A Washington subpoena fight is bubbling over whether the intelligence company behind the salacious Trump-Russia dossier should have to turn over documents in a defamation case against BuzzFeed.
The underlying case in Miami federal court was filed by a Russian tech executive accused in the BuzzFeed-published dossier of hacking into Democratic Party leadership to help get President Donald Trump elected. The series of memos in the dossier were prepared by the Washington intelligence company Fusion GPS, a nonparty to the lawsuit that argues it shouldn’t have to reveal its sources or internal documents and communications.
Attorneys for the Russian businessman, Aleksej Gubarev, beg to differ.
“Fusion GPS insists that it is an entity that is accountable to no one,” Gubarev’s lawyers wrote in a pleading filed Tuesday in the District of Columbia. “Instead, Fusion insists that it should be permitted to make and aggressively disseminate defamatory statements, and then hide from discovery all information about the sources of its ‘information.’ “
The Fusion GPS dispute is just one of many uphill discovery battles attorneys involved in the BuzzFeed case are undertaking in Washington and around the world. Gubarev’s attorneys are also trying to depose the dossier’s British author, Christopher Steele, whom they’re suing separately in England. The Florida judge in the BuzzFeed case has ordered a British court to allow Steele to be deposed, but “it’s not going to be easy,” said Miami attorney Roy Black, defense counsel for BuzzFeed.
On top of that, BuzzFeed’s lawyers are trying to establish the truth of unverified claims made in the dossier by issuing subpoenas to the FBI, the CIA, the Justice Department and the Office of the Director of National Intelligence and former directors of those agencies, including James Comey.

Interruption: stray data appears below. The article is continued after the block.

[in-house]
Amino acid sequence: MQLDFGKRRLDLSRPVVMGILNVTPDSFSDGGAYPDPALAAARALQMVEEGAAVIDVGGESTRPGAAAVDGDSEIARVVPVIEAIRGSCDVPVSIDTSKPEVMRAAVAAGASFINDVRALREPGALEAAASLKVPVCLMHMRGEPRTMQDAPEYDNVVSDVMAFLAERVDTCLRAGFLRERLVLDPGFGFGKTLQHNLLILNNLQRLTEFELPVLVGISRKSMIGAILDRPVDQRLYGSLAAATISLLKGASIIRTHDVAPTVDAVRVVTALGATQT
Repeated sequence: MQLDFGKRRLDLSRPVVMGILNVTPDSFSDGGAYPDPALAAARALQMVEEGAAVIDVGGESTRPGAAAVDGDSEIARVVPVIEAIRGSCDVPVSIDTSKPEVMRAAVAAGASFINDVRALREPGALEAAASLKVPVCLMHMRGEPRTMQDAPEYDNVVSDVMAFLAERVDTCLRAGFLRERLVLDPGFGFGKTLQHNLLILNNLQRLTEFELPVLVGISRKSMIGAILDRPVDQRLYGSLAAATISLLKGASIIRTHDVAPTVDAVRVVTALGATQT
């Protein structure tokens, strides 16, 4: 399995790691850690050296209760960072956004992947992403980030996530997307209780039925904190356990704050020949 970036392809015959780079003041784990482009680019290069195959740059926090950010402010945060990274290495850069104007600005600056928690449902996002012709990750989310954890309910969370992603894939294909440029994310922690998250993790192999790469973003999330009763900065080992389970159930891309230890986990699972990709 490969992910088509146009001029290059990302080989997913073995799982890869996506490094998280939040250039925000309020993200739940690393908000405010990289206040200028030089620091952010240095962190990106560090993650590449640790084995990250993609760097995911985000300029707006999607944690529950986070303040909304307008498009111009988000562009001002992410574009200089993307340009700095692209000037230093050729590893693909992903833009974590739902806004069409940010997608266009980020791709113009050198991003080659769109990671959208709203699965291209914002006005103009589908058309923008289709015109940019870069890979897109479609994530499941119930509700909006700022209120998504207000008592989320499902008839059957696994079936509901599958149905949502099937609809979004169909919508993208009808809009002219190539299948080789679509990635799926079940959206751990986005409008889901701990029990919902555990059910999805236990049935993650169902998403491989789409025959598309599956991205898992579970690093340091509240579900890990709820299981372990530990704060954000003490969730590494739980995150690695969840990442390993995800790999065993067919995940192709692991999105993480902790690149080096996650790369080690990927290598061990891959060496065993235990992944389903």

Fusion GPS is asking U.S. District Judge Tanya S. Chutkan in Washington to quash the subpoena.
“Not only is this information sought privileged under the First Amendment, it is also not relevant to the underlying case,” Fusion’s counsel wrote in an Aug. 31 filing. “The underlying defamation case turns on Buzzfeed’s state of mind when it published the Trump Dossier … and whether any reporting privileges attach to its publication.”
The company argues it would present an undue burden to turn over information about its clients, hiring, ownership and the identities of the sources for the accusations against Gubarev in the dossier.
Gubarev’s attorneys argue Fusion GPS already agreed to “attorney’s eyes only” restrictions for any information provided, and the court could take steps other than quashing the subpoena to protect sources’ identities. Plaintiffs counsel also claim the requested information, such as a list of journalists who were given the dossier, is not protected by the First Amendment.
“Fusion is saying that it is entitled to call a press conference; disseminate defamatory information about plaintiffs to the gathered reporters(and others) and then refuse to even reveal what it said and to whom, because… First Amendment,” the attorneys wrote. “This position is absurd on its face.”
Fusion GPS is represented by Steven Salky, William Taylor III and Rachel Cotton of Zuckerman Spaeder in Washington.
Gubarev’s attorneys in the subpoena dispute are Walter Diercks and Jeffrey Harris of Rubin, Winston, Diercks, Harris & Cooke in Washington and Evan Fray-Witzer of Ciampa Fray-Witzer in Boston.